Moss grows atop a stump on the Porter Falls trail, one of the few mildly scenic sights along the trail. Work has been done to make the trail passable, but it hasn’t yet been cleared to the falls at its terminus.
Porter Creek flows by the Porter Creek Campground near the trailhead to Porter Falls.
The road and trail to Porter Falls is much improved since last I tried to hike it. However, the trail itself needs more work before it’s easily hiked and recommendable. A couple years ago, I first decided to hike it when in search of a short hike on the west side of the Capitol State Forest. With a waterfall at its end and an easy-to-find campground trailhead, the trail seemed to fit the bill.
However, the map didn’t show that the road was out of service at the time. Though the blocking boulders at the top had been moved aside, giving us false hope that the road was safe to traverse, once we were on it and descending to the creek, it became clear that this wasn’t a safe road to drive — much of it had sloughed away into the steep river canyon. On my latest foray into Capital State Forest, I fully expected the road to be closed and intended to hike another trail in the forest. However, upon arrival I was pleasantly surprised to see that the road had been rebuilt into a good, gravel forest thoroughfare. I changed my plans and decided to see how things were at the trail that had stymied me before.
My wife and I parked at the campground — so far, so good — and found the unmarked Porter Falls trailhead (it heads uphill from the road next to a water pump). Signs of recent brushing were evident on the trail. Apparently, volunteers had been clipping away at the overgrowth that made the trail nearly impassable on our last foray (after reaching the bottom of the road and finding it blocked by berms, we had gotten out and made the rest of the way on foot on our last visit). The trail heads uphill from the campground: Not too steep, but a steady upward grade. Though the brush had been clipped back, the trail surface still left something to be desired: in places it was nearly non-existant, having slipped down the steep gully that dropped off between switchbacks.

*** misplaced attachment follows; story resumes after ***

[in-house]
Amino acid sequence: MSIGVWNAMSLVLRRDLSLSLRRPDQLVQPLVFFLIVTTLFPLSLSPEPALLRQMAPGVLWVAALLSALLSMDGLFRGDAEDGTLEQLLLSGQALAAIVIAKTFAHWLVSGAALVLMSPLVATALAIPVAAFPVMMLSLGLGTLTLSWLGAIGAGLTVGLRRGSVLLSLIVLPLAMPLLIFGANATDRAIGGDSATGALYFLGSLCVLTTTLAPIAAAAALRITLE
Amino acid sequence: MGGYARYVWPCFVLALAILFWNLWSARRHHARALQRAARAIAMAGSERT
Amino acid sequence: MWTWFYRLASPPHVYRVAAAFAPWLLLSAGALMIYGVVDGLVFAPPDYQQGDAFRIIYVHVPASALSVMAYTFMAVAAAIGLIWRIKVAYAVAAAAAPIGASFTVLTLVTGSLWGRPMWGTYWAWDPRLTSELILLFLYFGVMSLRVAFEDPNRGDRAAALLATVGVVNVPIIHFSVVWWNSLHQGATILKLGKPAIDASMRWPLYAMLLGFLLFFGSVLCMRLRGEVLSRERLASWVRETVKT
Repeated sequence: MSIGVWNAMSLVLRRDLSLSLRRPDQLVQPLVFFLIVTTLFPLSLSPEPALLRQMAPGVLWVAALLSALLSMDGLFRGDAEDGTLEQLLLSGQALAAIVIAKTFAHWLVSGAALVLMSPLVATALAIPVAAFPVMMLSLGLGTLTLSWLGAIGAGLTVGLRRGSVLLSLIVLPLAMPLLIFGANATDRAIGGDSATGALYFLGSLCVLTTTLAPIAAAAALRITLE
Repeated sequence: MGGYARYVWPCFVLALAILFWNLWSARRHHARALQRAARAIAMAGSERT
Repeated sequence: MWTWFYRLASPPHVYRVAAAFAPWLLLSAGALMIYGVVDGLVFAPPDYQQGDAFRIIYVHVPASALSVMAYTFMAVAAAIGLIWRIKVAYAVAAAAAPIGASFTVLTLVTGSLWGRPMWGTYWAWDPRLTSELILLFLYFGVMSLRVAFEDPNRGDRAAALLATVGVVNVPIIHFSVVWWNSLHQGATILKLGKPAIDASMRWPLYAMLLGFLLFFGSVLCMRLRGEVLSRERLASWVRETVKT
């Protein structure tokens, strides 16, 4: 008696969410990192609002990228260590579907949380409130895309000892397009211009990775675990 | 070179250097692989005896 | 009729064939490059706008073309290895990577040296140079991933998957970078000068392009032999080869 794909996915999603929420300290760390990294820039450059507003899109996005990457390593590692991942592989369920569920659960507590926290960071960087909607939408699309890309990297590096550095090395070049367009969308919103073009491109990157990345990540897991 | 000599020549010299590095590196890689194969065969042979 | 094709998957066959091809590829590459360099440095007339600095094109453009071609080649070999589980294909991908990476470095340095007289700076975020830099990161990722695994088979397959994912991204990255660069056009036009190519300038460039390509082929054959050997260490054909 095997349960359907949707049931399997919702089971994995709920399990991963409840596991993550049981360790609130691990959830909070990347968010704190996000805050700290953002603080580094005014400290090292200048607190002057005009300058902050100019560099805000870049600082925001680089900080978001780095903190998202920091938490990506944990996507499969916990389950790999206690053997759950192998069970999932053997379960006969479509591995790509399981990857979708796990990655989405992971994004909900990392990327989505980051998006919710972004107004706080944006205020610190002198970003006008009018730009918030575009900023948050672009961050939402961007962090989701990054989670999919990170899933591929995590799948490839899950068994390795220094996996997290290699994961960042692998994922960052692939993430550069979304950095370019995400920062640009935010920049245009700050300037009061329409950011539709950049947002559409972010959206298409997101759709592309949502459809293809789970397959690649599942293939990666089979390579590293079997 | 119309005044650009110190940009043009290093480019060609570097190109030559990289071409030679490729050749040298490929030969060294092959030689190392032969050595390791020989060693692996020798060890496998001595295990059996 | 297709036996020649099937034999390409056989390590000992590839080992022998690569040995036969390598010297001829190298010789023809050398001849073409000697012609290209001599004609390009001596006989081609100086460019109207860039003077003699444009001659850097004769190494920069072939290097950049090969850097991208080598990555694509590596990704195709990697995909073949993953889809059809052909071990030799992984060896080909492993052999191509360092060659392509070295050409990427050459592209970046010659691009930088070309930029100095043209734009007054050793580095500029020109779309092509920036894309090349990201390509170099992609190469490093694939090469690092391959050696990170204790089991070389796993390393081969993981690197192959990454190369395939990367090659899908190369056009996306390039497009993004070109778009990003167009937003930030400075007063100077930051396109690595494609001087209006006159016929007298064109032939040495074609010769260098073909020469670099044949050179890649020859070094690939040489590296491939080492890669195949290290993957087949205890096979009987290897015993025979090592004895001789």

At the top of the rise is a decaying bench. It likely had a decent view of the creek valley when installed, but in the intervening decades the surrounding trees grew, obscuring all views. Pretty much the only thing one sees along the trail are second-growth trees and underbrush.
The trail is pretty level through a dense thicket of second-growth Douglas fir before dropping down towards the creek after a few hundred relatively level yards. This is about as far as the trail brushing reached. Soon we were wading through a dense thicket of bramble that covered the trail. A large alder had fallen across the trail in two places. Even our dog, Dodge, was having a difficult go of things. We made it nearly to the creek — we could see it and the newly rebuilt road just across the creek — before deciding to turn back. We still haven’t made it to the falls indicated on the map to determine if the effort is rewarded by a view of value enough to warrant the trouble. As a consolation prize, we found a nice knife dropped on the trail on our way back to the truck.